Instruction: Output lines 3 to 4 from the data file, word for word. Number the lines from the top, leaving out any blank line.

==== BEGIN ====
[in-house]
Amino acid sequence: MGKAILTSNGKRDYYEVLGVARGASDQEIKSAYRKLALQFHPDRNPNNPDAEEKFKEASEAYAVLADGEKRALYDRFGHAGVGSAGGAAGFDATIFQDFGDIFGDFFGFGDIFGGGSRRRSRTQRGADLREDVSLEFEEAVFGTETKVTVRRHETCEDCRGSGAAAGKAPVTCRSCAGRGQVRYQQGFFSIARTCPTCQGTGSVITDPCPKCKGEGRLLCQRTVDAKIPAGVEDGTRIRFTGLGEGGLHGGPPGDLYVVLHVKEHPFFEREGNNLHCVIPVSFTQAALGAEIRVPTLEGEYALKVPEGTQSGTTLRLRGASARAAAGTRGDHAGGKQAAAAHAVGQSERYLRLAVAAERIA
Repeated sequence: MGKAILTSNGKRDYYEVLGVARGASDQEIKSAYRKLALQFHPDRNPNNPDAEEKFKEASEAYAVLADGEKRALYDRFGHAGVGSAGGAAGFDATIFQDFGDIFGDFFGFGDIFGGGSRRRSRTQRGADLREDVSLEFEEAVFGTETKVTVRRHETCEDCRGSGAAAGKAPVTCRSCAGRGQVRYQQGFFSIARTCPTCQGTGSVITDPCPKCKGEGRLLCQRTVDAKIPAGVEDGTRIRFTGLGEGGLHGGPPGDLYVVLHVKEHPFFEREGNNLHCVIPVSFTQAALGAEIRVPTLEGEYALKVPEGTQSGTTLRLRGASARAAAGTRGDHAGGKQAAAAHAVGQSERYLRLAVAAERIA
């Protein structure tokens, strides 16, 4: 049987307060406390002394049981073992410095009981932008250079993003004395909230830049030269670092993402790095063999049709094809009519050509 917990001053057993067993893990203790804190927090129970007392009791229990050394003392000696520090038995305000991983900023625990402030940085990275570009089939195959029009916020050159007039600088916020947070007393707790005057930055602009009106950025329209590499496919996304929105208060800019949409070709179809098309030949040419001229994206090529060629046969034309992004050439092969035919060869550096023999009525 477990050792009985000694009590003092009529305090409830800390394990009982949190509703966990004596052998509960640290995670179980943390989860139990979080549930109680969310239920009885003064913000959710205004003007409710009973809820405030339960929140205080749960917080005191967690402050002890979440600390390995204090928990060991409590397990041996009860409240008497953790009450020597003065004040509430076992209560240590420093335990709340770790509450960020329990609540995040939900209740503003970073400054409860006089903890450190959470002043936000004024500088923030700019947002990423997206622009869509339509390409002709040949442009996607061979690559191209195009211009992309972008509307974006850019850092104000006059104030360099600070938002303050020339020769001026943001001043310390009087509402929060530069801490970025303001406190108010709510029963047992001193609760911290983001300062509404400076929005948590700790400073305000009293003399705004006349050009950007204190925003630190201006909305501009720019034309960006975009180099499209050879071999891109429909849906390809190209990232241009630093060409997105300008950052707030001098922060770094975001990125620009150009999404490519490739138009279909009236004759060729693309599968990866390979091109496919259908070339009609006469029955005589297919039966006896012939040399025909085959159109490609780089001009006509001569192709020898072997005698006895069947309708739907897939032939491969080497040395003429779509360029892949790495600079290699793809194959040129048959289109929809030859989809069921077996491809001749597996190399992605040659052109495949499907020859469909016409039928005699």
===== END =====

Repeated sequence: MGKAILTSNGKRDYYEVLGVARGASDQEIKSAYRKLALQFHPDRNPNNPDAEEKFKEASEAYAVLADGEKRALYDRFGHAGVGSAGGAAGFDATIFQDFGDIFGDFFGFGDIFGGGSRRRSRTQRGADLREDVSLEFEEAVFGTETKVTVRRHETCEDCRGSGAAAGKAPVTCRSCAGRGQVRYQQGFFSIARTCPTCQGTGSVITDPCPKCKGEGRLLCQRTVDAKIPAGVEDGTRIRFTGLGEGGLHGGPPGDLYVVLHVKEHPFFEREGNNLHCVIPVSFTQAALGAEIRVPTLEGEYALKVPEGTQSGTTLRLRGASARAAAGTRGDHAGGKQAAAAHAVGQSERYLRLAVAAERIA
């Protein structure tokens, strides 16, 4: 049987307060406390002394049981073992410095009981932008250079993003004395909230830049030269670092993402790095063999049709094809009519050509 917990001053057993067993893990203790804190927090129970007392009791229990050394003392000696520090038995305000991983900023625990402030940085990275570009089939195959029009916020050159007039600088916020947070007393707790005057930055602009009106950025329209590499496919996304929105208060800019949409070709179809098309030949040419001229994206090529060629046969034309992004050439092969035919060869550096023999009525 477990050792009985000694009590003092009529305090409830800390394990009982949190509703966990004596052998509960640290995670179980943390989860139990979080549930109680969310239920009885003064913000959710205004003007409710009973809820405030339960929140205080749960917080005191967690402050002890979440600390390995204090928990060991409590397990041996009860409240008497953790009450020597003065004040509430076992209560240590420093335990709340770790509450960020329990609540995040939900209740503003970073400054409860006089903890450190959470002043936000004024500088923030700019947002990423997206622009869509339509390409002709040949442009996607061979690559191209195009211009992309972008509307974006850019850092104000006059104030360099600070938002303050020339020769001026943001001043310390009087509402929060530069801490970025303001406190108010709510029963047992001193609760911290983001300062509404400076929005948590700790400073305000009293003399705004006349050009950007204190925003630190201006909305501009720019034309960006975009180099499209050879071999891109429909849906390809190209990232241009630093060409997105300008950052707030001098922060770094975001990125620009150009999404490519490739138009279909009236004759060729693309599968990866390979091109496919259908070339009609006469029955005589297919039966006896012939040399025909085959159109490609780089001009006509001569192709020898072997005698006895069947309708739907897939032939491969080497040395003429779509360029892949790495600079290699793809194959040129048959289109929809030859989809069921077996491809001749597996190399992605040659052109495949499907020859469909016409039928005699």